After months of wrangling with legislators from his own political party to support the federally funded Medicaid expansion, Republican Gov. John Kasich decided to bypass the legislature and instead ask a seven-member legislative oversight panel to consider expanding Medicaid eligibility to more low-income Ohioans.
Kasich’s decision to go through the Controlling Board means he no longer requires a vote in the Ohio House and Senate to take on the expansion. The choice is instead left to the seven members of the panel: one Kasich appointee, four Republican legislators and two Democratic legislators.
For most of the year, Kasich has been lobbying Republican legislators, who control both chambers of the General Assembly, to approve the expansion. But Republican legislators refused, citing concerns about the federal government’s involvement in the health care system and fears that the federal government can’t afford the expansion.
Meanwhile, Democrats, in a rare alliance with a Republican governor, applauded Kasich for taking up a cornerstone of President Barack Obama’s signature health care law.
Kasich’s administration initiated the alternative route to expansion on Sept.
26, when Ohio’s Medicaid director submitted a plan to the federal government to expand Medicaid eligibility. The U.S. Centers for Medicare and Medicaid Services Oct. 10 approved the plan.Following federal approval, Ohio’s Medicaid director submitted a request Oct. 11 to the Controlling Board to take up the expansion for two years. The board will make its decision Oct. 21.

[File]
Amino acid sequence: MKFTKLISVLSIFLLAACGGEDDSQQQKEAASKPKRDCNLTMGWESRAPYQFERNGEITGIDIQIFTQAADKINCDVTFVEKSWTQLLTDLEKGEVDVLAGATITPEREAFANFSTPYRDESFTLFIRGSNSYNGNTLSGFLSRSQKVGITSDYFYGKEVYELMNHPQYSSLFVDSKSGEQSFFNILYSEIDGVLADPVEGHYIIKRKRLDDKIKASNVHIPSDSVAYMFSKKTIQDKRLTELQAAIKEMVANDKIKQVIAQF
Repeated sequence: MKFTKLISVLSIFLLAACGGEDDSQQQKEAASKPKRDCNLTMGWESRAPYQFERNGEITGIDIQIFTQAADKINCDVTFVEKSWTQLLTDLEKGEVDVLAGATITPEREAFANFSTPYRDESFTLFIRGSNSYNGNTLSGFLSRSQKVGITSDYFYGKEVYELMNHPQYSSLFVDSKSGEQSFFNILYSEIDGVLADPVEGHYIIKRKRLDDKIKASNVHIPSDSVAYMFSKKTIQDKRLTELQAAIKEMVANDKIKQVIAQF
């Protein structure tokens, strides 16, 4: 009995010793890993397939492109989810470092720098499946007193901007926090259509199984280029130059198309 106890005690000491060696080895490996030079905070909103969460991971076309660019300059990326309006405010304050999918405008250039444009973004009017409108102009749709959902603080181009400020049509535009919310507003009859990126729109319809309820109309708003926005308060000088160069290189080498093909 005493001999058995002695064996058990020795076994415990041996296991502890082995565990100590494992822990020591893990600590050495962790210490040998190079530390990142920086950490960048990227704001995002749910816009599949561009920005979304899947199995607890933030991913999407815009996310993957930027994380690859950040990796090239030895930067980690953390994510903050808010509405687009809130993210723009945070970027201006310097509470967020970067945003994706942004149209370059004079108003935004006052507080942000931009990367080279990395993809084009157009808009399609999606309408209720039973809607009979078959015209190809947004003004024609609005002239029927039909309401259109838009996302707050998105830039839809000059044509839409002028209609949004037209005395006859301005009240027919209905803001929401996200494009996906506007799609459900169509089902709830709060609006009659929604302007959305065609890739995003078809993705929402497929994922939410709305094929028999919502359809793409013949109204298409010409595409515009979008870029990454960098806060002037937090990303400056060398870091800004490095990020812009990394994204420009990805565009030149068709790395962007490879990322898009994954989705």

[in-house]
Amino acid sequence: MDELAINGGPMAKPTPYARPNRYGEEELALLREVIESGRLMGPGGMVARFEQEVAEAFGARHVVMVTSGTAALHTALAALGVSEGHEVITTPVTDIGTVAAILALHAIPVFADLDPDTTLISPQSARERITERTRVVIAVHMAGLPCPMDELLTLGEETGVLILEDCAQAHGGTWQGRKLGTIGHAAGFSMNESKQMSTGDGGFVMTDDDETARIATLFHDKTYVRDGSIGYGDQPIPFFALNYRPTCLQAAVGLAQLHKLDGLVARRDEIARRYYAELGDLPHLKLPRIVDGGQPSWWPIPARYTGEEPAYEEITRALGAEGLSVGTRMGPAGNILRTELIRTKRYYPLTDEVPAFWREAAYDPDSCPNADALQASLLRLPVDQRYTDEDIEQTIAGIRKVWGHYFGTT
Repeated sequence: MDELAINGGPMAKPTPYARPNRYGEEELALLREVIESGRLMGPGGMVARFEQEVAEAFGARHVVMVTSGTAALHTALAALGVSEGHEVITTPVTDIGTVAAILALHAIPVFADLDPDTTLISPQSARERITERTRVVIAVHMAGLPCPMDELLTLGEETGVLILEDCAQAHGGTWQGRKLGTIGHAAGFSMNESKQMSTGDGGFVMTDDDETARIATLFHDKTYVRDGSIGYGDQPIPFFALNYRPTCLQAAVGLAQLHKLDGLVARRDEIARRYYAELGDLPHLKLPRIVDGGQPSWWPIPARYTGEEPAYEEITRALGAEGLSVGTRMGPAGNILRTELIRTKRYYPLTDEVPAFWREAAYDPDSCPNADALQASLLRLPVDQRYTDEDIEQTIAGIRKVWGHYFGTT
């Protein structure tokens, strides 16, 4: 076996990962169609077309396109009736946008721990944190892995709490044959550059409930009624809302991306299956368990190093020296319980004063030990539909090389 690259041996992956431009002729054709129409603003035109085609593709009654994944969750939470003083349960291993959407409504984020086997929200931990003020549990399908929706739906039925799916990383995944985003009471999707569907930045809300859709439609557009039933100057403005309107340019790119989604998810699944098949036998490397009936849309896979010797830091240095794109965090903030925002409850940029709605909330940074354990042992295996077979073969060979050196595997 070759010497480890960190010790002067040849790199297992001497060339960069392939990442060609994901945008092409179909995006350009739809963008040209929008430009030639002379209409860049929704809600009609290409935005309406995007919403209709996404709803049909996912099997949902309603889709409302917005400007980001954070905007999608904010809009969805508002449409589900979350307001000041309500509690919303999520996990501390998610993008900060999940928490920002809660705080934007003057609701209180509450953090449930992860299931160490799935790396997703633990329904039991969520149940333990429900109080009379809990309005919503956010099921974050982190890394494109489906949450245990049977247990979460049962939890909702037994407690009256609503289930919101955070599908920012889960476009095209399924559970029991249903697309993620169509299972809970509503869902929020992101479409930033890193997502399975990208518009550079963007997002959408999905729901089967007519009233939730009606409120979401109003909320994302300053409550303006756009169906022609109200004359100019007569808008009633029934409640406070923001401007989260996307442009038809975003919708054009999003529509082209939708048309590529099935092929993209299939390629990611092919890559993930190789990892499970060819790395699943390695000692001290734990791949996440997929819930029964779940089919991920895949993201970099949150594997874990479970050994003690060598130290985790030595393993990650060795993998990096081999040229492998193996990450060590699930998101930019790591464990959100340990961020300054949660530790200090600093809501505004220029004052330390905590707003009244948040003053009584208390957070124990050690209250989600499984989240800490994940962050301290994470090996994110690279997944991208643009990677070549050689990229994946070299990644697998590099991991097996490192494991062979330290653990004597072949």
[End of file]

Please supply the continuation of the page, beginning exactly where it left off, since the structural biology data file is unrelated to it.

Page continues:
The expansion would allow Medicaid, the government-run health insurance program, to cover anyone up to 138 percent of the federal poverty level, or individuals with an annual income of $15,856.20 or less.
The expansion is necessary to fill what officials call a “coverage gap.” Currently, parents with incomes between 90 percent and 100 percent of the federal poverty level and childless adults with incomes below 100 percent of the federal poverty level don’t qualify for either Obamacare’s tax credits or Medicaid.
The Health Policy Institute of Ohio found the expansion would generate $1.8 billion for Ohio and insure nearly half a million Ohioans throughout the next decade.
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